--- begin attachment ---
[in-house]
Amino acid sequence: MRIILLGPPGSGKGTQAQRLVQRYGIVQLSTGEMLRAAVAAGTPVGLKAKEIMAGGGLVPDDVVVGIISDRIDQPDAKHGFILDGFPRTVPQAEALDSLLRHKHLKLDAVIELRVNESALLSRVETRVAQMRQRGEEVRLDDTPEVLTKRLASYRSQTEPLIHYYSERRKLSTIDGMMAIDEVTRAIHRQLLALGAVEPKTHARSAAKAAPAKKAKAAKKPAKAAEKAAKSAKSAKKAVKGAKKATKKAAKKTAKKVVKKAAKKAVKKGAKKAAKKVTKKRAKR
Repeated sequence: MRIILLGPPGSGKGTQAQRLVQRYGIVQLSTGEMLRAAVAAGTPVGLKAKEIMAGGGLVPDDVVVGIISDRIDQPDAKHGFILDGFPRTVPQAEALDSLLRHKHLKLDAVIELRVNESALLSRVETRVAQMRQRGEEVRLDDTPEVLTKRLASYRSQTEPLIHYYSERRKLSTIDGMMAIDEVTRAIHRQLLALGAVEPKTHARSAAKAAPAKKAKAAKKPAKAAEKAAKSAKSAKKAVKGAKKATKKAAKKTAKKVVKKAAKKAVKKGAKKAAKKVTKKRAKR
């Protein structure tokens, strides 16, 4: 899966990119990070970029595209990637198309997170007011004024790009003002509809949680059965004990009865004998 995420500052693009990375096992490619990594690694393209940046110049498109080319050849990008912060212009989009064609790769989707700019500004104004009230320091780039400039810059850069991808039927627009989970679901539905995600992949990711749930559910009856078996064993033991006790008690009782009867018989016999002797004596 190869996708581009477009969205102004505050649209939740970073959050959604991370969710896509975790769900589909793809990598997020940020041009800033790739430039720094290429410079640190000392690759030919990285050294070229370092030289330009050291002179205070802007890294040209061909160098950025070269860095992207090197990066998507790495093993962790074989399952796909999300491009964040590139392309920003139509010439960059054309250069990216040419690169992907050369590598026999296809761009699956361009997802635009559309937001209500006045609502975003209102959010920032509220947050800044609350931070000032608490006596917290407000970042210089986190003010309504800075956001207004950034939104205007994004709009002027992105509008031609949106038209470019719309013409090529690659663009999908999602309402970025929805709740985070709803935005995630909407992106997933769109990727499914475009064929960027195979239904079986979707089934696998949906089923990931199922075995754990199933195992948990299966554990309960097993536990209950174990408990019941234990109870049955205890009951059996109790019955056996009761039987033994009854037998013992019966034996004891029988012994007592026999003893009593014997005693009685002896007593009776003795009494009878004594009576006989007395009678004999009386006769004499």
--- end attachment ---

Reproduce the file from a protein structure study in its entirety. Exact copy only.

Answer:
[in-house]
Amino acid sequence: MRIILLGPPGSGKGTQAQRLVQRYGIVQLSTGEMLRAAVAAGTPVGLKAKEIMAGGGLVPDDVVVGIISDRIDQPDAKHGFILDGFPRTVPQAEALDSLLRHKHLKLDAVIELRVNESALLSRVETRVAQMRQRGEEVRLDDTPEVLTKRLASYRSQTEPLIHYYSERRKLSTIDGMMAIDEVTRAIHRQLLALGAVEPKTHARSAAKAAPAKKAKAAKKPAKAAEKAAKSAKSAKKAVKGAKKATKKAAKKTAKKVVKKAAKKAVKKGAKKAAKKVTKKRAKR
Repeated sequence: MRIILLGPPGSGKGTQAQRLVQRYGIVQLSTGEMLRAAVAAGTPVGLKAKEIMAGGGLVPDDVVVGIISDRIDQPDAKHGFILDGFPRTVPQAEALDSLLRHKHLKLDAVIELRVNESALLSRVETRVAQMRQRGEEVRLDDTPEVLTKRLASYRSQTEPLIHYYSERRKLSTIDGMMAIDEVTRAIHRQLLALGAVEPKTHARSAAKAAPAKKAKAAKKPAKAAEKAAKSAKSAKKAVKGAKKATKKAAKKTAKKVVKKAAKKAVKKGAKKAAKKVTKKRAKR
């Protein structure tokens, strides 16, 4: 899966990119990070970029595209990637198309997170007011004024790009003002509809949680059965004990009865004998 995420500052693009990375096992490619990594690694393209940046110049498109080319050849990008912060212009989009064609790769989707700019500004104004009230320091780039400039810059850069991808039927627009989970679901539905995600992949990711749930559910009856078996064993033991006790008690009782009867018989016999002797004596 190869996708581009477009969205102004505050649209939740970073959050959604991370969710896509975790769900589909793809990598997020940020041009800033790739430039720094290429410079640190000392690759030919990285050294070229370092030289330009050291002179205070802007890294040209061909160098950025070269860095992207090197990066998507790495093993962790074989399952796909999300491009964040590139392309920003139509010439960059054309250069990216040419690169992907050369590598026999296809761009699956361009997802635009559309937001209500006045609502975003209102959010920032509220947050800044609350931070000032608490006596917290407000970042210089986190003010309504800075956001207004950034939104205007994004709009002027992105509008031609949106038209470019719309013409090529690659663009999908999602309402970025929805709740985070709803935005995630909407992106997933769109990727499914475009064929960027195979239904079986979707089934696998949906089923990931199922075995754990199933195992948990299966554990309960097993536990209950174990408990019941234990109870049955205890009951059996109790019955056996009761039987033994009854037998013992019966034996004891029988012994007592026999003893009593014997005693009685002896007593009776003795009494009878004594009576006989007395009678004999009386006769004499």